Some Web Detect Your VPN? Here the reasons


When you get the Netflix proxy error, do you ever wonder, "How do websites even know I'm using a VPN?" So, look no further. Here are some ways websites can detect your VPN usage. We've also included some dependable methods for circumventing these detection methods and concealing the fact that you're using a VPN.

1. The IP address of the VPN server has been blacklisted.

VPNs mask your true IP address and replace it with a different one depending on the server to which you connect. These VPN IP addresses are, of course, public information. As a result, companies such as MaxMind and other VPN detection services can easily collect them and sell them to websites for blacklisting.

IPs owned by the same host or datacenter are frequently blocked as well. Yes, even if they had never been associated with any VPNs in a detection service's database. Netflix mistakenly blocked the residential IP addresses of users who weren't even using a VPN in August. All because some VPN providers began using residential IP addresses to conceal their presence.

Websites may also suspect you're using a VPN if they detect an unusually high number of requests from the same IP address. Any network administrator would be suspicious of a thousand different accounts all using the same IP address.

Of course, this does not always result in the IP address being blacklisted. In what way? Businesses such as airports, hotels, and universities, for example, may share an IP address with hundreds or even thousands of users. As a result, blocking IPs solely based on these criteria would result in a large number of false positives.

Solutions

  • Just change to a different VPN server in the region and retry accessing the website. To circumvent geo-blocks, the best VPN services have massive server networks and regularly refresh their IP tables.


2. Websites are aware that you are using a VPN. Because of a DNS mismatch

VPNs frequently have their own DNS servers. This is done to ensure that your ISP cannot see what you do online by inspecting your DNS requests, thereby protecting your privacy. In the event of a VPN leak, it also aids in preventing mismatches between your IP and DNS regions.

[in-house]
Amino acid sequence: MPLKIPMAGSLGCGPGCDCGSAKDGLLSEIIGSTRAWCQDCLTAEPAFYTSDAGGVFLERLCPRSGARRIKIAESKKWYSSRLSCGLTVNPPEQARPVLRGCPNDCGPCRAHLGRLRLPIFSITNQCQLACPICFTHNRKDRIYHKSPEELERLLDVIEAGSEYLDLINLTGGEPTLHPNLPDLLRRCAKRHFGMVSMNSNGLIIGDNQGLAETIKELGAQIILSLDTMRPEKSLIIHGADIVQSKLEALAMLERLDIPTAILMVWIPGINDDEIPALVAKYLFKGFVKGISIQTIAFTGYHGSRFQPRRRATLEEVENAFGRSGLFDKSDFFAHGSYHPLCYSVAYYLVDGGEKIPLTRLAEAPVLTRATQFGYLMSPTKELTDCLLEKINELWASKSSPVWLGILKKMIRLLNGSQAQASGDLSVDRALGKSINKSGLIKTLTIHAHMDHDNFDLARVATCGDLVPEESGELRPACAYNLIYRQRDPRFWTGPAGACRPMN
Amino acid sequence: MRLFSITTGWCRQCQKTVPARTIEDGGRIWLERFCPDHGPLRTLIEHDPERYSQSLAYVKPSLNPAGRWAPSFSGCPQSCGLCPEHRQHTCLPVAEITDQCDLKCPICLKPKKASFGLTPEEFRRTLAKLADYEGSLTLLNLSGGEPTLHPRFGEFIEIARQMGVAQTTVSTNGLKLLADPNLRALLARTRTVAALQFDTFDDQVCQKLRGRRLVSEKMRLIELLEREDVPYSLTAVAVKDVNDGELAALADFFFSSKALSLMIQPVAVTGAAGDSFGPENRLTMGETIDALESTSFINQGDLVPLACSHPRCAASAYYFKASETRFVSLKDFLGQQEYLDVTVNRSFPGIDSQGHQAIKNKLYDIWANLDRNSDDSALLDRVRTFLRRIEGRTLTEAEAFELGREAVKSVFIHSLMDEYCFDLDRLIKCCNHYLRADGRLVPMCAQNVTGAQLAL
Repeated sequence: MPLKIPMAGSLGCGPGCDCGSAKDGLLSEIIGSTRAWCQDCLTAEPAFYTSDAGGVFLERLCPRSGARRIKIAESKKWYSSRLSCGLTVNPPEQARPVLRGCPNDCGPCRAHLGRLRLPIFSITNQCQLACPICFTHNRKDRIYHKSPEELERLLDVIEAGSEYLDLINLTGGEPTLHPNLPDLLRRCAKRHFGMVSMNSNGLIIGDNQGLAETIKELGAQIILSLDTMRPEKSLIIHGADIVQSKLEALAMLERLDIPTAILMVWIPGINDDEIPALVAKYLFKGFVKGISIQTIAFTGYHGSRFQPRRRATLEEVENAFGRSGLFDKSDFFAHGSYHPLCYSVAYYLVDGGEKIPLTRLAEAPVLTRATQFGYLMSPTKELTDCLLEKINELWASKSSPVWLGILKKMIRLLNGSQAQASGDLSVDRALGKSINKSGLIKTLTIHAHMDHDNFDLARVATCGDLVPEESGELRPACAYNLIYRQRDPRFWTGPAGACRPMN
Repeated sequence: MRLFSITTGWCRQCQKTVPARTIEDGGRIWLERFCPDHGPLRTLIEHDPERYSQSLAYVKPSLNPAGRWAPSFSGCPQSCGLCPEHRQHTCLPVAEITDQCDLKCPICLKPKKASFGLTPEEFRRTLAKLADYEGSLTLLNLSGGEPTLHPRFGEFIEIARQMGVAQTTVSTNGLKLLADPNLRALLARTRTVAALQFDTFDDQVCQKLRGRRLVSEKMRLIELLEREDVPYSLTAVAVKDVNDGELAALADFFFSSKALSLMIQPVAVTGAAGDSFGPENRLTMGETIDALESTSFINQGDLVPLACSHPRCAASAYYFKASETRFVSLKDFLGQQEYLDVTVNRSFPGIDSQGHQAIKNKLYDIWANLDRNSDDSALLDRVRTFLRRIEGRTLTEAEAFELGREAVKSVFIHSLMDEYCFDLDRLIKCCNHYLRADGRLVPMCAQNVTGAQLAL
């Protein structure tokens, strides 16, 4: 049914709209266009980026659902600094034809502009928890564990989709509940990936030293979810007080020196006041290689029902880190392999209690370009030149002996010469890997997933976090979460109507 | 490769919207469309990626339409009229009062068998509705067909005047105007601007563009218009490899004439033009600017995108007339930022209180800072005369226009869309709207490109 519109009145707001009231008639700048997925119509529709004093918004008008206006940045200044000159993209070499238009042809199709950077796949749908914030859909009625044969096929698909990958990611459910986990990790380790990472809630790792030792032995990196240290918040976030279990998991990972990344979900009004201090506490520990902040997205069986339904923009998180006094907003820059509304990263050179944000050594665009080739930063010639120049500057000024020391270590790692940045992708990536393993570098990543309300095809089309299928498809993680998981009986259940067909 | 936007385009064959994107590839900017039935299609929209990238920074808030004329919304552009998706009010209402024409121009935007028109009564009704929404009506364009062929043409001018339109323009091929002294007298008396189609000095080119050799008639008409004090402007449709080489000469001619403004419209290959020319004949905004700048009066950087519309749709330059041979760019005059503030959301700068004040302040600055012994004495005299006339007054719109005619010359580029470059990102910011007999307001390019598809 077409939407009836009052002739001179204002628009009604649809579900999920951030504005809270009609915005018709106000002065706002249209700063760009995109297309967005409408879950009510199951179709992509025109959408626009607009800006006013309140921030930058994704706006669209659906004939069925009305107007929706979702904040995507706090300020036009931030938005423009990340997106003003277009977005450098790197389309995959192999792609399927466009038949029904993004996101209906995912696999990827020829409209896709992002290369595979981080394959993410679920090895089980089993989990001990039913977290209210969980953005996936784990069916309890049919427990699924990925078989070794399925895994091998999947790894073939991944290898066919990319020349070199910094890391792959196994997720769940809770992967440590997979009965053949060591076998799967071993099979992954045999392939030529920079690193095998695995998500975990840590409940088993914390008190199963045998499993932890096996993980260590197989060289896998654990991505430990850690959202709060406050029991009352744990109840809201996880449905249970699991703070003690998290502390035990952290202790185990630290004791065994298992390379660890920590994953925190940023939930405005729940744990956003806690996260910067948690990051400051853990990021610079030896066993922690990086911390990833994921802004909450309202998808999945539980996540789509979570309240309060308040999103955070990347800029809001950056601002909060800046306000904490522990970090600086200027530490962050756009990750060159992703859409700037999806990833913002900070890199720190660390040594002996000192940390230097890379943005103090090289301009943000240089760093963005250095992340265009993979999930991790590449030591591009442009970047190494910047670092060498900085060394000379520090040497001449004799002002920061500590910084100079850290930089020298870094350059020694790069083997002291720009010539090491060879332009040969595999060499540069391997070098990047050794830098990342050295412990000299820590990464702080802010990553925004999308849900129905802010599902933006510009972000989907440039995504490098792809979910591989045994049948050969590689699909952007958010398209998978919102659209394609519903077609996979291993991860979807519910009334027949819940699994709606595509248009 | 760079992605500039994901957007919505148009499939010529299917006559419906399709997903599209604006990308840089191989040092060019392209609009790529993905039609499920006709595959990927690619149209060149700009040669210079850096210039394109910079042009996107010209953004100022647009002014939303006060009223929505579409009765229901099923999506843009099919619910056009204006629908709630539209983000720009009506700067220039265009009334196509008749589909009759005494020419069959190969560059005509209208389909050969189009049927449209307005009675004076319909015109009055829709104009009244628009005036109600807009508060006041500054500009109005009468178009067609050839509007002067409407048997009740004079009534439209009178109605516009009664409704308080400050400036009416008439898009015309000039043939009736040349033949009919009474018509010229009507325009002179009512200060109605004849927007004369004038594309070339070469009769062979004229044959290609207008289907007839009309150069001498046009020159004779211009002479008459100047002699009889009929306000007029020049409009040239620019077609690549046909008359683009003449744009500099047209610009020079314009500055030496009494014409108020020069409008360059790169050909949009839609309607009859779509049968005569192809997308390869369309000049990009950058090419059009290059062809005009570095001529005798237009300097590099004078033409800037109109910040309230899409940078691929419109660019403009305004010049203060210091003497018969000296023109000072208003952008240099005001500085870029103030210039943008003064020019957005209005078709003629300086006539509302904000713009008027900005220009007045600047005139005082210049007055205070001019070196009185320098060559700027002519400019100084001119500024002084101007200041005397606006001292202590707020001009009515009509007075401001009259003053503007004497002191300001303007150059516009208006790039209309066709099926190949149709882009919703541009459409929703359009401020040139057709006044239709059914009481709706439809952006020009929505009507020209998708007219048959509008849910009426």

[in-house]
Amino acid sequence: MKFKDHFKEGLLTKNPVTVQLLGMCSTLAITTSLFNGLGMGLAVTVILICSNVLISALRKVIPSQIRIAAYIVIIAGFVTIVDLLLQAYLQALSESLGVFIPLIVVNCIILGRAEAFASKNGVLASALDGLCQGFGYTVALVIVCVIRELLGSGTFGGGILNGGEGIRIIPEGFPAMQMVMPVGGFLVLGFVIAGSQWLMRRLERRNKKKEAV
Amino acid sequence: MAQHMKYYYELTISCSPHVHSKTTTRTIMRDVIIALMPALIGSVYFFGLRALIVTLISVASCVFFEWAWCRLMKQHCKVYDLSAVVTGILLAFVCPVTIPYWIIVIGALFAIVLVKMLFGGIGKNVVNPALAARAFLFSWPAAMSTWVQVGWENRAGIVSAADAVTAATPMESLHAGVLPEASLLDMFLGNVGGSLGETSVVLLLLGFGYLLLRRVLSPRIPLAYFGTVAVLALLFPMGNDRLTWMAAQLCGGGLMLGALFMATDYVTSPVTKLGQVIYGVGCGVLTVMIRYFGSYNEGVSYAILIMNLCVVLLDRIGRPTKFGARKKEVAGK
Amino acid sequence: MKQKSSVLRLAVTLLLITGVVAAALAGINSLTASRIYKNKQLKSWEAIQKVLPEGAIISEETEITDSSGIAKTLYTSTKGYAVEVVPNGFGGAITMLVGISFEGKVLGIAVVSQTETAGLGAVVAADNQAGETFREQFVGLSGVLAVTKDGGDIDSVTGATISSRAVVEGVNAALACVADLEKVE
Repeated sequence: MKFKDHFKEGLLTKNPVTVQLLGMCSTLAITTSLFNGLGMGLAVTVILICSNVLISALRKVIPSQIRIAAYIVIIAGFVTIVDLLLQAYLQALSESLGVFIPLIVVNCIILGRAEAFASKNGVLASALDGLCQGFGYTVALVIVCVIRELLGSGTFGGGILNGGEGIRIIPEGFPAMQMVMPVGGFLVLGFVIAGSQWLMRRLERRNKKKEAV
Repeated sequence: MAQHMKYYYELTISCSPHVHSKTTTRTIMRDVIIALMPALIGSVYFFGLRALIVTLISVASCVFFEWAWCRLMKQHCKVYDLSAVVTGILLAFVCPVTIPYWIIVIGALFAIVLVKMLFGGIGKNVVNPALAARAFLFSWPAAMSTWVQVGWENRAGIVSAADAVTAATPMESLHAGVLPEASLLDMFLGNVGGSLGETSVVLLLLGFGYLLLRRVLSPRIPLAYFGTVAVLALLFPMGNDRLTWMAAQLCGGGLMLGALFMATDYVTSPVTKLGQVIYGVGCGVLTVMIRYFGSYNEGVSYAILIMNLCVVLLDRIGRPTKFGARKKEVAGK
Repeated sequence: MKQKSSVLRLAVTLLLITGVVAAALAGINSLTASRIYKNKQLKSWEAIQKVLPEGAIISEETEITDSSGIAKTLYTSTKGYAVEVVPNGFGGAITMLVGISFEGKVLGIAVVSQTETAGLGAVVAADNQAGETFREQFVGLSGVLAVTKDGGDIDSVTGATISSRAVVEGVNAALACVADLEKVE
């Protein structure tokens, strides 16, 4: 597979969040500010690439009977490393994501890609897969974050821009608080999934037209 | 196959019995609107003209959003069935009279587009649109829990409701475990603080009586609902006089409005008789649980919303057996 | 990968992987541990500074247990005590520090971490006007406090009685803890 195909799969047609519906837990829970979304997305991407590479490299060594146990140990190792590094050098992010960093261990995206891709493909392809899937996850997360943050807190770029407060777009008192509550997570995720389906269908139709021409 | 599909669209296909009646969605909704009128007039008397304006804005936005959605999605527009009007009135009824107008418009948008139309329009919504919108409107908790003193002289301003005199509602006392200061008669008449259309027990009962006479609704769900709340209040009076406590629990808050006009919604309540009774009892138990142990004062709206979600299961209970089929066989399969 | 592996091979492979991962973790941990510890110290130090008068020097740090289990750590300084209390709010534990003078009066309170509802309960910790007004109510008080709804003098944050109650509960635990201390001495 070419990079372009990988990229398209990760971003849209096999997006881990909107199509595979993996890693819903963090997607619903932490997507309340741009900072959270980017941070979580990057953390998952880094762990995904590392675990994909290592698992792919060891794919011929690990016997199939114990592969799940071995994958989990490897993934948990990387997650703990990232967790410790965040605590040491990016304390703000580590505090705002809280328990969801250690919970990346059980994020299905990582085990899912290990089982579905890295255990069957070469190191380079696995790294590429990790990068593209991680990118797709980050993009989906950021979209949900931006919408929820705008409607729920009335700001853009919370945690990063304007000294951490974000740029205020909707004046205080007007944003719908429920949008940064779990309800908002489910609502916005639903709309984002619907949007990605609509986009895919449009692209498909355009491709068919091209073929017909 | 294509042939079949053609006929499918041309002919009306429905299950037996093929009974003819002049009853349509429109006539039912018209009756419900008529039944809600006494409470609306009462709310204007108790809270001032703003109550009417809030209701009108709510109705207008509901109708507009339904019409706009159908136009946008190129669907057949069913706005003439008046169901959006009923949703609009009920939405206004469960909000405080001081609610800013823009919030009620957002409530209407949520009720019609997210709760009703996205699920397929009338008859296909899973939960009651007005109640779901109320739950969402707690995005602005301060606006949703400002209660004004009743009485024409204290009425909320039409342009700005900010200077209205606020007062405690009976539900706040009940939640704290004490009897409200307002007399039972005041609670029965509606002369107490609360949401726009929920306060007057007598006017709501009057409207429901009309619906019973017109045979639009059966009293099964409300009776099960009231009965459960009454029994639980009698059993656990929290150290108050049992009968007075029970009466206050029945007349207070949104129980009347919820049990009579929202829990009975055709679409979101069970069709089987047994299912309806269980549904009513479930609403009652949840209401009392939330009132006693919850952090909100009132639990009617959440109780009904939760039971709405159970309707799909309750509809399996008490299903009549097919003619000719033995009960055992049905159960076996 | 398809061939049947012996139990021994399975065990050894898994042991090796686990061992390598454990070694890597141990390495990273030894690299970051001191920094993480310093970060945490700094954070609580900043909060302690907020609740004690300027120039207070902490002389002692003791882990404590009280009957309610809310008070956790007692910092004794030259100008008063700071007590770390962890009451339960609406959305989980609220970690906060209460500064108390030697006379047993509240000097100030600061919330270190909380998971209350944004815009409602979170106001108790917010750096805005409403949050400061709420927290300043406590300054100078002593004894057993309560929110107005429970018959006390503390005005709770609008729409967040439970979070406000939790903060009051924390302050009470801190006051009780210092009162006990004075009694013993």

However, assuming your VPN does not leak, DNS location mismatches can occur when using an online service's app version. Netflix's iOS and Android apps, for example, completely override your VPN's DNS settings, revealing your true location.

Solutions

  • To avoid the app overriding your VPN's DNS settings, always use the browser version of any online service. Alternatively, you can prevent such problems by installing a VPN on a compatible router. This will also allow you to use a VPN connection on game consoles, smart TVs, and other devices that do not natively support VPN.


#3 They Examine Your System's Time Setting

Through a process known as browser fingerprinting, websites can easily verify your system time settings. What happens is that your browser sends out information about your device, including your timezone. As a result, if your system time and the timezone of your VPN server differ, websites may suspect you're using one.

While browser fingerprinting is generally considered to be quite intrusive to privacy, it is not without its benefits. Security emails, for example, frequently contain information about any devices that have recently accessed your account. Here's an example:

"New login detected from [IP address/ location, browser X, Operating System Y] – is this you?".

Solutions

  • Always ensure that your system clock settings correspond to the timezone in which your VPN server is located. If you connect to a server in Montreal, for example, you should set your system time to GMT-4 (adjusted for daylight savings). After adjusting your clock settings, it's a good idea to restart your computer or use a different browser.


#4 VPN use can be detected by websites using GPS data.

It's pretty simple. Allowing online services to use your location data for any reason effectively nullifies a VPN's location-hiding capabilities. Of course, in some cases, websites or apps will not even ask for your permission to track your GPS data. Alternatively, they bury the option to disable GPS tracking deep within the app's settings in order to discourage users from disabling it.

Fortunately, avoiding this problem is relatively simple. Aside from being cautious about which apps and websites you use, you can also use a VPN that spoofs GPS data, such as Surfshark. Otherwise, simply use a different device that does not have built-in GPS capabilities.


#5 Deep Packet Inspection (DPI)

Without getting too technical, DPI is essentially examining network data under a (metaphorical) microscope to determine its origin, destination, content, and other valuable information.

DPI is primarily used by businesses, Internet service providers, and governments to detect and prevent cyberattacks, optimize servers, and analyze and control user behavior. For the most extreme examples, consider China's Great Firewall or Russia's Sovereign Internet project. Websites may simply not work if you use a VPN in an area with known Internet censorship issues.

When analyzing VPN traffic with DPI, the company or government body typically looks for signatures specific to protocols such as OpenVPN. Consider it similar to identifying a pattern in the encryption that distinguishes it from the regular encryption used by websites or HTTPS. They still don't know what your data is made of; all they know is that you're using a VPN and possibly which protocol.

Solutions

  • All of this is avoidable if you use a VPN with obfuscation technology. VPN obfuscation is a method for concealing VPN traffic. It will not, however, alter the traffic; instead, it will use a "mask" to conceal its patterns from ISPs and governments.

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